After more than 600 startups, investors, and innovators from across the country wrote to lawmakers this week, warning about the devastating consequences of a proposed tax change that could hurt small companies competing for talent, Engine applauds the Senate Committee on Finance for recent modifications to the Senate Tax Plan.
"Engine is proud to support the Support Our Startups Act, a bill that would reduce tax burdens on entrepreneurs in their first year of business. The bill from Sen. Tammy Baldwin (D-Wisc.) would help startups hit the ground running by increasing they amount they can write off as federal tax deductions in their first year.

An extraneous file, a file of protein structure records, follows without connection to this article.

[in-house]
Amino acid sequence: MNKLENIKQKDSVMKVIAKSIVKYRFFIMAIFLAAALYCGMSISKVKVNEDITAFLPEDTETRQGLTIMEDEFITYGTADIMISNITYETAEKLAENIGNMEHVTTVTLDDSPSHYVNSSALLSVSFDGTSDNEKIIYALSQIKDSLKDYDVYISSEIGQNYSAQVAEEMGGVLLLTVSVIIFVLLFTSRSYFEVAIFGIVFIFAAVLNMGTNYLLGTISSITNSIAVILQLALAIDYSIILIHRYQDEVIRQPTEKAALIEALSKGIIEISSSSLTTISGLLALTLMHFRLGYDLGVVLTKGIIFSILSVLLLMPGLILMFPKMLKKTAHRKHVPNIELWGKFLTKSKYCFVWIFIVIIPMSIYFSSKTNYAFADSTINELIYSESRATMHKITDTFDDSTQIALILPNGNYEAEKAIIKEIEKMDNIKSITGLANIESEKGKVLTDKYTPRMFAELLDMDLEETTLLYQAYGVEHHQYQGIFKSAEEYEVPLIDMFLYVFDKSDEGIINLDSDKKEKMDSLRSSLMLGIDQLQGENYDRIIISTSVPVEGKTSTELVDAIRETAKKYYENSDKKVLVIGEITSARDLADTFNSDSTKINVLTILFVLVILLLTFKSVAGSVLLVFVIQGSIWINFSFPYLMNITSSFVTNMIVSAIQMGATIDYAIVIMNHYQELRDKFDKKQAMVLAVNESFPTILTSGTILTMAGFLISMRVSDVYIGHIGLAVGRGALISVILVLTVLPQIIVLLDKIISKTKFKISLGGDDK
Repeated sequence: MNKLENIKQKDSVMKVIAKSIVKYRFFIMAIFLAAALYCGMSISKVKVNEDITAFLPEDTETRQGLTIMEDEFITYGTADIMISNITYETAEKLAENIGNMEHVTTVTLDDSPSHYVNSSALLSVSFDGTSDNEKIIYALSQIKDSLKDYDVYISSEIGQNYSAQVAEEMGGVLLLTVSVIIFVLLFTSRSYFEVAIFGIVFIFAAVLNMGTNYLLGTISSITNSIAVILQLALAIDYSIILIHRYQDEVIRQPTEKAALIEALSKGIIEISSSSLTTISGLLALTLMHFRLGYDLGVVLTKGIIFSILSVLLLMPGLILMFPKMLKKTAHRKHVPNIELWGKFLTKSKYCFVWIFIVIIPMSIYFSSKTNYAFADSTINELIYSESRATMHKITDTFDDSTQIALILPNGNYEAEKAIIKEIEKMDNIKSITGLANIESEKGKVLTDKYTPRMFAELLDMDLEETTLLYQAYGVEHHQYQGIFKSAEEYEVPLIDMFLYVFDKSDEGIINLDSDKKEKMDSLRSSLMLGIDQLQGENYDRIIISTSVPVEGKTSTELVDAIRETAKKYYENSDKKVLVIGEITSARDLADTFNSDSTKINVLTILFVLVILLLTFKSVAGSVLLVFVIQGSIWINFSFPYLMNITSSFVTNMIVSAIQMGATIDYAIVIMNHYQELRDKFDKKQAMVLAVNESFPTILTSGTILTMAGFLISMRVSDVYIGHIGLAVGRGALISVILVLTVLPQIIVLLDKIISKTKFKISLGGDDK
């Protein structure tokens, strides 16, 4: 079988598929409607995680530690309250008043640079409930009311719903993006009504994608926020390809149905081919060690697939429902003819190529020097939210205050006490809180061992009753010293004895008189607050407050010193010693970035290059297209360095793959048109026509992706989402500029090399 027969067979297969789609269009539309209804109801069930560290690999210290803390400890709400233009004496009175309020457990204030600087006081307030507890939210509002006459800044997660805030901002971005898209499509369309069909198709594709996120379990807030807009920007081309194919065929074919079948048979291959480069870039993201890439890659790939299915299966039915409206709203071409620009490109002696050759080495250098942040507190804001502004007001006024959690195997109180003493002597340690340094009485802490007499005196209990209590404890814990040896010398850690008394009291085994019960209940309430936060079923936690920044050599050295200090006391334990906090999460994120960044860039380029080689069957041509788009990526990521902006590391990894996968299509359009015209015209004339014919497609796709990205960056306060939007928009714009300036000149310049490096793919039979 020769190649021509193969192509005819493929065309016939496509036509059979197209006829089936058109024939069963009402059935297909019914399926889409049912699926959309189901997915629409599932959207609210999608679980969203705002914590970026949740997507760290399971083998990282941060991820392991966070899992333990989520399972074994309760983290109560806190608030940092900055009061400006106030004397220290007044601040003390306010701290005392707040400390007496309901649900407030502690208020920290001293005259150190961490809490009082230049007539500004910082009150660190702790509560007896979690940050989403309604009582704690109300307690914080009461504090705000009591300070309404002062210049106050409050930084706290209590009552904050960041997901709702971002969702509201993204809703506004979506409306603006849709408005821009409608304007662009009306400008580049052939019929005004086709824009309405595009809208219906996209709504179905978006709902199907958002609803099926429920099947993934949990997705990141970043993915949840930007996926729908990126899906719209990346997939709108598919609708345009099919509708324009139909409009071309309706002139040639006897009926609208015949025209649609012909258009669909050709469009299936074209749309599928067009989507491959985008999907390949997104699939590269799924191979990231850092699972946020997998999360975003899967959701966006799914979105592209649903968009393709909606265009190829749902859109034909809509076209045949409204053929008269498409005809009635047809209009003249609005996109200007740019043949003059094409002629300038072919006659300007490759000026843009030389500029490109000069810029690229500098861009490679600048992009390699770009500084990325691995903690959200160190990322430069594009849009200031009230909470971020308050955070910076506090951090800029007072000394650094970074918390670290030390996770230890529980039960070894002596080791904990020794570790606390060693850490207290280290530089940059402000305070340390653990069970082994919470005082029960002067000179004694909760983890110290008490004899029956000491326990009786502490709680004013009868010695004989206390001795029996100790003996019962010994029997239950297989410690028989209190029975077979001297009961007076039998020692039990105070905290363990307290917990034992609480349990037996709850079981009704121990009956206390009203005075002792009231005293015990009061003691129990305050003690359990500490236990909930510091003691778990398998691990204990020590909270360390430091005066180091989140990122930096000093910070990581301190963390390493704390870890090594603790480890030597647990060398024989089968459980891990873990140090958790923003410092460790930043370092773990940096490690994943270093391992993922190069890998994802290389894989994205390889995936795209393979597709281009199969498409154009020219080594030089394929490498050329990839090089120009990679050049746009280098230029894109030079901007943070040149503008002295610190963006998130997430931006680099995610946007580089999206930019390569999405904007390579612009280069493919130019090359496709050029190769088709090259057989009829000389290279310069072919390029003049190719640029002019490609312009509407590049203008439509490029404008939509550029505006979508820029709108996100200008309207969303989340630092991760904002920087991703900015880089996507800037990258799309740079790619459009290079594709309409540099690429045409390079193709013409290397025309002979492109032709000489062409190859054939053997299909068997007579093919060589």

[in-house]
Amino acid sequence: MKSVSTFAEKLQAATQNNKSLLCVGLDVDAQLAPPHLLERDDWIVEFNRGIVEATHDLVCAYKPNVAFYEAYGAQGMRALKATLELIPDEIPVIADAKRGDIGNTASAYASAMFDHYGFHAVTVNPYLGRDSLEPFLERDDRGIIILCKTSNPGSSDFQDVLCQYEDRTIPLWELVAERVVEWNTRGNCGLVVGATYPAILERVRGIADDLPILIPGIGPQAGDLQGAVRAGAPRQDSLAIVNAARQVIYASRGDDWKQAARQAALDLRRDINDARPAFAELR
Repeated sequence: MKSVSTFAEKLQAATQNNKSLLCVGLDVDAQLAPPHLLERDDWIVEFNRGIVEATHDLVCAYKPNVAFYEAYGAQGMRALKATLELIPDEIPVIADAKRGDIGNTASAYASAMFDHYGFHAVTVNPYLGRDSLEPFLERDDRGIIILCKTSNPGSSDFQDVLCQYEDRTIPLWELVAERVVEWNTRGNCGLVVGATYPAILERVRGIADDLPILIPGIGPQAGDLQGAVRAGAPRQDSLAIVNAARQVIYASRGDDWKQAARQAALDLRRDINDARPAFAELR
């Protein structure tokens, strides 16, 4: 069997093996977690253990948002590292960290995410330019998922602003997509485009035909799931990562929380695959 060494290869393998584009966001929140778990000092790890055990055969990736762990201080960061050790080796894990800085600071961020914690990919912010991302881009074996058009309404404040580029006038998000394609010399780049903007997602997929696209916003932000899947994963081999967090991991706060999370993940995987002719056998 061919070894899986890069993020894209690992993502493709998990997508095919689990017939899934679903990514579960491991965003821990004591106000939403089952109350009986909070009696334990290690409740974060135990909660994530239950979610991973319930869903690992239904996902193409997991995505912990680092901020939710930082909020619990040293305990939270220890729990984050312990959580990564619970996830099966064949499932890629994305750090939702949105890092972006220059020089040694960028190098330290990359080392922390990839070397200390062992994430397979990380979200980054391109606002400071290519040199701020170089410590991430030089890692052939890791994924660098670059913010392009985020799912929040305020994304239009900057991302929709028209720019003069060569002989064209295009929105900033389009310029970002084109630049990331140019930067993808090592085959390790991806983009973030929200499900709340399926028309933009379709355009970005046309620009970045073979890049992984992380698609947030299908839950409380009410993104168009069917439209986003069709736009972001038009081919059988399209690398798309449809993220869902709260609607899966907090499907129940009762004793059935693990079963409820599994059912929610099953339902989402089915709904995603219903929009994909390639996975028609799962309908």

On Tuesday afternoon, President Donald Trump signed an executive order reiterating the Administration’s policy to buy and hire American. On the ‘Hire American’ side, the EO directs federal agencies to evaluate the various programs that allow foreign workers to enter the United States, with a particular focus on the H-1B visa program. While the EO will not have a direct, immediate impact on the H-1B program, it brings new scrutiny to a visa category relied on heavily by the tech and startup communities. In a statement responding to the EO, Engine Executive Director, Evan Engstrom, called on the the Administration to consider the concerns of the startup community when reviewing and reforming the program: “[I]t is essential that they take into account the economic realities of the startup ecosystem and work to craft reform policies that do not inadvertently make it harder for startups to hire the talented workers they need.”